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The X.Org Foundation Is Undecided About Mir

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  • Originally posted by GreatEmerald View Post
    From what I can tell, the copyright owner may create a license in which it is said that anyone who wants to modify the code needs to dance a jig for an hour before doing so.
    You agree never to access the internet while not wearing happy pants.
    A real life example, while not exactly the same scenario, it is relevant.

    ... and yes, I'm wearing happy pants...


    • Originally posted by duby229 View Post
      As long as the terms of the GPL code base are abided by. You can't simply decide that the GPL doesnt apply to you.
      The GPL does never apply to the author of the code, because the GPL grants (extra) rights to non-authors on top of the legal rights they might already have (things like fair use, citation, the right to make backups, etc.), while the author already has all possible rights to do whatever they want with it (including relicensing and/or re-using it in proprietary projects).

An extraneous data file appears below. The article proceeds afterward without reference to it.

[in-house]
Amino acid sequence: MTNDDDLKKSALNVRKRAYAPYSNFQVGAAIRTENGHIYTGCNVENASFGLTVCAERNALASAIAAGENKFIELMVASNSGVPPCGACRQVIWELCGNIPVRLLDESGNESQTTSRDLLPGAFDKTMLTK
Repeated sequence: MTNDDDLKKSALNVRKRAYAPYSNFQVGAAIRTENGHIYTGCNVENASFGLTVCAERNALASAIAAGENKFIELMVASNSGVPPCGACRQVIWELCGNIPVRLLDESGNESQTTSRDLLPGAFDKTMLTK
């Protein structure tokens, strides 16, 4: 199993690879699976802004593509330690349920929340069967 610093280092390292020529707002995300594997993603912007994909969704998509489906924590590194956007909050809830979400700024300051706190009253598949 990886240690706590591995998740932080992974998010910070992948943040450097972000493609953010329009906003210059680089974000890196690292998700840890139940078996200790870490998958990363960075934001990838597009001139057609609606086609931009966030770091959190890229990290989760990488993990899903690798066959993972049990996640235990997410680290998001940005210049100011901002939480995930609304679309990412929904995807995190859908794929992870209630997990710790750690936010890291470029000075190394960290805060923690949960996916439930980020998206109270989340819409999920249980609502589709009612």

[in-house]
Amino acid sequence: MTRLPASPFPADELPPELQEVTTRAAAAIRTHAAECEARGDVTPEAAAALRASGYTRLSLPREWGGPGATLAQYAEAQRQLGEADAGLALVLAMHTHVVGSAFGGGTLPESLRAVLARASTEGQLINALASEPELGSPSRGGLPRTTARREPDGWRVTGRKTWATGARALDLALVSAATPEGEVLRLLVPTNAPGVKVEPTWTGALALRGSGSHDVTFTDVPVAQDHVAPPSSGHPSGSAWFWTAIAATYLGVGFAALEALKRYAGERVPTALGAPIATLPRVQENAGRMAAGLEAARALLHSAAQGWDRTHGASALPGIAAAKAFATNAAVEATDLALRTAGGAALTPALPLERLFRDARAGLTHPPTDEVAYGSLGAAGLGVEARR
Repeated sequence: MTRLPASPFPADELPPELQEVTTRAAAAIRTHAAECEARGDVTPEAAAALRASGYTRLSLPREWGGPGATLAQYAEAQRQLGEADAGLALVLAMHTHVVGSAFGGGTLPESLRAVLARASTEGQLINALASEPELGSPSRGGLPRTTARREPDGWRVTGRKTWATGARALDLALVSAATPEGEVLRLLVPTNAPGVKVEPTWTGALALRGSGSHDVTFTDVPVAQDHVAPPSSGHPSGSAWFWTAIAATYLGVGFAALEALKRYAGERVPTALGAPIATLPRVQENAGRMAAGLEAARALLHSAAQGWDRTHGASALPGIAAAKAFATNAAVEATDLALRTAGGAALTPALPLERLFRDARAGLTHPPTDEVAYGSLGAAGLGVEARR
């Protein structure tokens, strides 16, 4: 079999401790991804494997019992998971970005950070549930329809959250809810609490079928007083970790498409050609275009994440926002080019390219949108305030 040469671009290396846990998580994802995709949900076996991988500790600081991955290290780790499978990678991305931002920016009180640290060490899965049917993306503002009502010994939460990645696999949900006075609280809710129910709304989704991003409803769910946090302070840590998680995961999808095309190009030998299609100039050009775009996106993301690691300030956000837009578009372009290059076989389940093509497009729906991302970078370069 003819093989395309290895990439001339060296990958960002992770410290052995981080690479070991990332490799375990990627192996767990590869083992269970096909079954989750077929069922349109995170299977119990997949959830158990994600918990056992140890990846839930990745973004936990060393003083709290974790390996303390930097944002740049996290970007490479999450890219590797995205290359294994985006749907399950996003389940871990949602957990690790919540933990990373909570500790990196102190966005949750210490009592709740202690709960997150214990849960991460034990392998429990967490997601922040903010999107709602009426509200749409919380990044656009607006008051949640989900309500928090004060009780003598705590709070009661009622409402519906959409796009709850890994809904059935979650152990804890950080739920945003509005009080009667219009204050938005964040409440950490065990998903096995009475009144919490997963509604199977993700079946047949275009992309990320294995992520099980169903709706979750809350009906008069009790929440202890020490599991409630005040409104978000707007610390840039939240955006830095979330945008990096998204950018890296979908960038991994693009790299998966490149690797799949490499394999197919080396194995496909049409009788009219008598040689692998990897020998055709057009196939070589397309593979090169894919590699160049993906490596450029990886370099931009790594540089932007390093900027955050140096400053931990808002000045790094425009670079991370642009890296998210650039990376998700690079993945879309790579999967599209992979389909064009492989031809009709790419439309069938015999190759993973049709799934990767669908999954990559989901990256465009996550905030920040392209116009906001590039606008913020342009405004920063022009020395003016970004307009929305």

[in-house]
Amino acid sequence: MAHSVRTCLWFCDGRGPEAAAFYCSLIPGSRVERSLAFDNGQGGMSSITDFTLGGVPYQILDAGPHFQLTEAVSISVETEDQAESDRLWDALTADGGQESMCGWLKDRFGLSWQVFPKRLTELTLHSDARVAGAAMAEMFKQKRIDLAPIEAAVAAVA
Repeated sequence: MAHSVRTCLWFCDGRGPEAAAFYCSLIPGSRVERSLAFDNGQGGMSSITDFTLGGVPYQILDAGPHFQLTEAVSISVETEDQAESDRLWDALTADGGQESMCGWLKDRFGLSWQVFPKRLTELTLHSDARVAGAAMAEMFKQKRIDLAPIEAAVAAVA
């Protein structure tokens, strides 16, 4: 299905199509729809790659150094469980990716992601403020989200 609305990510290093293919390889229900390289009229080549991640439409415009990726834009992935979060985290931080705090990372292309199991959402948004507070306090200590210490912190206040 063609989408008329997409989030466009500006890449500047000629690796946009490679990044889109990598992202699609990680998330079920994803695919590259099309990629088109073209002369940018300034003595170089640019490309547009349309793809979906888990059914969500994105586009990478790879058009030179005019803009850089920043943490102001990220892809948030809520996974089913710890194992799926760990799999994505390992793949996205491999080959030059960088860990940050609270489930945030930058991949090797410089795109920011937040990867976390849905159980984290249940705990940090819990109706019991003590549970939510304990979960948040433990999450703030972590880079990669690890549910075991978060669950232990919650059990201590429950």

People who aren't authors need permission from the authors to be able to re-license the code, and Canonical's CLA includes exactly that permission.

      BTW: if you really want to understand the GPL, I suggest you first start with understanding the laws & international treaties about authors' rights (which copyright is part of). Without those laws, the GPL (& copyleft) would be meaningless.

      Oh, and another note: laws always overrule contracts (like the GPL), of course.
      Last edited by JanC; 03-20-2013, 02:05 PM.